When we think about patients and their privacy, we tend to think of medical information, but privacy doesn't stop there -- what about the ill-fitting hospital gowns that leave patients feeling less than private? Well, modest patients can rejoice, because a new hospital gown has made its way into the market, leaving no area exposed.
For patients no longer wanting to be the butt of nursing jokes, this new gown design will surely please even the most reserved patient. Made of thicker and warmer fabric, this gown not only snaps, it is made to cover the front and the back (sorry, streakers).
The gown is currently being used at the Henry Ford Hospital in Detroit, and researchers came up with the idea after receiving repeated complaints from patients verbalizing their hatred for the existing hospital gown.
Michael Forbes, a product designer for the Henry Ford Innovation Institute and lead designer on the project, obtained information from patient questionnaires, which helped to design this new wrap-around gown. With the help of students from the College of Creative Studies in Detroit, Forbes and his team also held a focus group with doctors and nurses to determine the clinical needs for the gowns -- understanding the needs of both patient and healthcare provider allowed for the creation of a suitable gown for all involved.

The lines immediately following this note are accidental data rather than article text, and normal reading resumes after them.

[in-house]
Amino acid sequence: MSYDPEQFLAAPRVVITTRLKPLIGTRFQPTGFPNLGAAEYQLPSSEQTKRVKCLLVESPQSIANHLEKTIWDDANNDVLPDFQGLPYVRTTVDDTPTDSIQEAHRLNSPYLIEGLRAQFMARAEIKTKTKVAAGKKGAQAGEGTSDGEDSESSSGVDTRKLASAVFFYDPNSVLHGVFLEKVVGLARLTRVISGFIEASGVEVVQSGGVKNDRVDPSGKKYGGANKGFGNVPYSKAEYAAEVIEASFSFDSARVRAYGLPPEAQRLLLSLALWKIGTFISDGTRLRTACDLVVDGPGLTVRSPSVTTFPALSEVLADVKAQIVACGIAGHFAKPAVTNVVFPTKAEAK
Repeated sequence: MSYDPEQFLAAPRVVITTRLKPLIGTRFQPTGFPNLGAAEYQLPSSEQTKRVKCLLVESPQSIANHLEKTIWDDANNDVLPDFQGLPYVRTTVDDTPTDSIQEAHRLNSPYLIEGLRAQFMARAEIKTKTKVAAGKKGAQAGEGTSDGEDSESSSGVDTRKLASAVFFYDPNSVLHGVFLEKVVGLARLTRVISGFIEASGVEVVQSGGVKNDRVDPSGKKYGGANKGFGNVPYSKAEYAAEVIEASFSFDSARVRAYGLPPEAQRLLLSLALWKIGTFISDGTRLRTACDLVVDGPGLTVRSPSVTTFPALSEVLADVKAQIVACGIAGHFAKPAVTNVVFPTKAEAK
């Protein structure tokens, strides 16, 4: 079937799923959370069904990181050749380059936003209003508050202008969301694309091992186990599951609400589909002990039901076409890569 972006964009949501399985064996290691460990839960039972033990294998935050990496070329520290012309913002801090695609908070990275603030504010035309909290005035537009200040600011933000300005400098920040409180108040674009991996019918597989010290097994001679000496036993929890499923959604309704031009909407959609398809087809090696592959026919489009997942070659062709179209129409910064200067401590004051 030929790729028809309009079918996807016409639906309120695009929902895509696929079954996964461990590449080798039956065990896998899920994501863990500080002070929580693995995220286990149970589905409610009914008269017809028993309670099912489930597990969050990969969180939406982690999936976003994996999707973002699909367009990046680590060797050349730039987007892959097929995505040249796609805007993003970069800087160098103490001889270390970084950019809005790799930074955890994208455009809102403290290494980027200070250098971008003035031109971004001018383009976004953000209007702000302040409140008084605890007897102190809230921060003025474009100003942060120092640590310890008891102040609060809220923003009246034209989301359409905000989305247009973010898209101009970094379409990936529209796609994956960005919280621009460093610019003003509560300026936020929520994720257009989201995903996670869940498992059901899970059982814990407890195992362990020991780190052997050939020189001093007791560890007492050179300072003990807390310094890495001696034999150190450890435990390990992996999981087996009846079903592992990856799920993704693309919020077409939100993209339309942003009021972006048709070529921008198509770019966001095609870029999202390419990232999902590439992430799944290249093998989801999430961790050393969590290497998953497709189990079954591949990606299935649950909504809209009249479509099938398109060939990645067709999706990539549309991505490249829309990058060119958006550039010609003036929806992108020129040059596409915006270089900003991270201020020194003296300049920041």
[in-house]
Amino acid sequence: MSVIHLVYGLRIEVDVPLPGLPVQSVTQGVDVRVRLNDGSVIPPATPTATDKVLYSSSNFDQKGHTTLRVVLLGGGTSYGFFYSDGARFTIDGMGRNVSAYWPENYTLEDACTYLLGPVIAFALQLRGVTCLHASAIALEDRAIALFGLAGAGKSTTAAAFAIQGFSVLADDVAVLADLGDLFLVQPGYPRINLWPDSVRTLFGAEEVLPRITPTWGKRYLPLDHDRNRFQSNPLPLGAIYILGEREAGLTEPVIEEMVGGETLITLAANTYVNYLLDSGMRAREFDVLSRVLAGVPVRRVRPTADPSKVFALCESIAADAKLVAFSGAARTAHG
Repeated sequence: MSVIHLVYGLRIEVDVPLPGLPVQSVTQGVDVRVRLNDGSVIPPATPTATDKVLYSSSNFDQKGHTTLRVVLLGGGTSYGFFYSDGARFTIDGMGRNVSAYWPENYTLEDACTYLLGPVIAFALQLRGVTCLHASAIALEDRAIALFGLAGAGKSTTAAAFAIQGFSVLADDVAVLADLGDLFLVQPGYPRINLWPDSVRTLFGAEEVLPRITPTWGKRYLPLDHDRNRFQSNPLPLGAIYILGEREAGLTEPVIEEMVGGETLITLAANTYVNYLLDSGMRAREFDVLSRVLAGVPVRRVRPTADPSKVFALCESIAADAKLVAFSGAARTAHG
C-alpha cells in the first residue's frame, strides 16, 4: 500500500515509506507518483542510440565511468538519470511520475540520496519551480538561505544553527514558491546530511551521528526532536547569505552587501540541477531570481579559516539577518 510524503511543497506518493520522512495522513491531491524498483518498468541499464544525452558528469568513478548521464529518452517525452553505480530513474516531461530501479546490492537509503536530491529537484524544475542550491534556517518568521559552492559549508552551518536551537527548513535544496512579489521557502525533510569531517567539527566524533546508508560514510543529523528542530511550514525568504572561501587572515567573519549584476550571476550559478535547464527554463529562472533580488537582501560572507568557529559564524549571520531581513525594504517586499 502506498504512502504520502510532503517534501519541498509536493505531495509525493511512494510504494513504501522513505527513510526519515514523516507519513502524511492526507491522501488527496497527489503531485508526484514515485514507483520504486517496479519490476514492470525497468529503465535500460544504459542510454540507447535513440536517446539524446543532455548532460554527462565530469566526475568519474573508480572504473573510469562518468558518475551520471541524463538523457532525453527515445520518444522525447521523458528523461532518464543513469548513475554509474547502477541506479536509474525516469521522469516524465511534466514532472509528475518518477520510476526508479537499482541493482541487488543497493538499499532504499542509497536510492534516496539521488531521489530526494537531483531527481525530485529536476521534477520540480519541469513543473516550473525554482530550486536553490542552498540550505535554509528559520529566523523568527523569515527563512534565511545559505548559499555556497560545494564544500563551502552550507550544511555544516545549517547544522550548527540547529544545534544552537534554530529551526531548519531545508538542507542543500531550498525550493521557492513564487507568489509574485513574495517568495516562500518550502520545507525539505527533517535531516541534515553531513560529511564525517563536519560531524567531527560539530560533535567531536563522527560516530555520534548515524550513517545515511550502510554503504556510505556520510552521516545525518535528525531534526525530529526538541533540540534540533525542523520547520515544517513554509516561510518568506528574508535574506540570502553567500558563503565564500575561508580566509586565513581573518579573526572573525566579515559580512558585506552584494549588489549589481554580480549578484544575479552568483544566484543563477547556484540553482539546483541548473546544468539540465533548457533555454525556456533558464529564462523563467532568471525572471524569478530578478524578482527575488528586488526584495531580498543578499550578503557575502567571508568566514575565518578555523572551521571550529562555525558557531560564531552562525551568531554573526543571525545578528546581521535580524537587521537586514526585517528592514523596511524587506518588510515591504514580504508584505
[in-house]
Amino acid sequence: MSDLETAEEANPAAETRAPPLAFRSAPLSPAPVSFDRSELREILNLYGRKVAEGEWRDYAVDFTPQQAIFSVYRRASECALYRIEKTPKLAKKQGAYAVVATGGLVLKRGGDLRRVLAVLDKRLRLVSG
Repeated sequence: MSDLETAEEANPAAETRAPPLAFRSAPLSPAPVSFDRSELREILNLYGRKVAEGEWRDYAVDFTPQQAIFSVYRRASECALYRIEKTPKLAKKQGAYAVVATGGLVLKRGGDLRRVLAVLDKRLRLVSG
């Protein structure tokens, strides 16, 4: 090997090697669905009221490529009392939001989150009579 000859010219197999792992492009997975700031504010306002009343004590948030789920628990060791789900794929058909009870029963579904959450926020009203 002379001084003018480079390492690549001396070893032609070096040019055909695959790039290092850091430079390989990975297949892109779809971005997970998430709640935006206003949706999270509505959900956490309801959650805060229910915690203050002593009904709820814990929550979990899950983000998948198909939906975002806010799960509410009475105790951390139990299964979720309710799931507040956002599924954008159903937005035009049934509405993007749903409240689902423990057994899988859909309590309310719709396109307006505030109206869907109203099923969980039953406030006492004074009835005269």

They needed something that would make patients feel less vulnerable than they already were, considering that invasive procedures and the intrusion of personal space were already a part of the inpatient process.
So what are the costs associated with these newly designed gowns? Well, apparently, manufacturing costs are comparable to the gowns currently being used by most hospitals. Furthermore, as many patients use two gowns to cover up, the use and the cost to launder and stock all of these gowns may not offer much of a savings -- investing in the newer gowns may save more money in the long run.
In the end, a newly designed hospital gown will help to make patients feel more comfortable during their hospital stay and may even prevent hospital staff from engaging in anymore cheeky conversation.